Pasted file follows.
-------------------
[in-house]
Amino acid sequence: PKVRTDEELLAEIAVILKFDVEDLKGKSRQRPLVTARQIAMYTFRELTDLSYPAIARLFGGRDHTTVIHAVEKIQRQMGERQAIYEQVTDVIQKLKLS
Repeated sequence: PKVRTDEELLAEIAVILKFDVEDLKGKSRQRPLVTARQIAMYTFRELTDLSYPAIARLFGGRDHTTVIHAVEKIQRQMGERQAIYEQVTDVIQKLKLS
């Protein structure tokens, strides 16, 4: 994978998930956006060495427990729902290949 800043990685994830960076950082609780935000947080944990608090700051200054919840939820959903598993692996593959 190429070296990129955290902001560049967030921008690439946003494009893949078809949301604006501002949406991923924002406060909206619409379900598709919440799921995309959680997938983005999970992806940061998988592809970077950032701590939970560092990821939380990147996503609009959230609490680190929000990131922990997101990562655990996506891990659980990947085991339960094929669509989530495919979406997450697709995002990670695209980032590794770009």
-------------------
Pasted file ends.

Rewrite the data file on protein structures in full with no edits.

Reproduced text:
[in-house]
Amino acid sequence: PKVRTDEELLAEIAVILKFDVEDLKGKSRQRPLVTARQIAMYTFRELTDLSYPAIARLFGGRDHTTVIHAVEKIQRQMGERQAIYEQVTDVIQKLKLS
Repeated sequence: PKVRTDEELLAEIAVILKFDVEDLKGKSRQRPLVTARQIAMYTFRELTDLSYPAIARLFGGRDHTTVIHAVEKIQRQMGERQAIYEQVTDVIQKLKLS
């Protein structure tokens, strides 16, 4: 994978998930956006060495427990729902290949 800043990685994830960076950082609780935000947080944990608090700051200054919840939820959903598993692996593959 190429070296990129955290902001560049967030921008690439946003494009893949078809949301604006501002949406991923924002406060909206619409379900598709919440799921995309959680997938983005999970992806940061998988592809970077950032701590939970560092990821939380990147996503609009959230609490680190929000990131922990997101990562655990996506891990659980990947085991339960094929669509989530495919979406997450697709995002990670695209980032590794770009």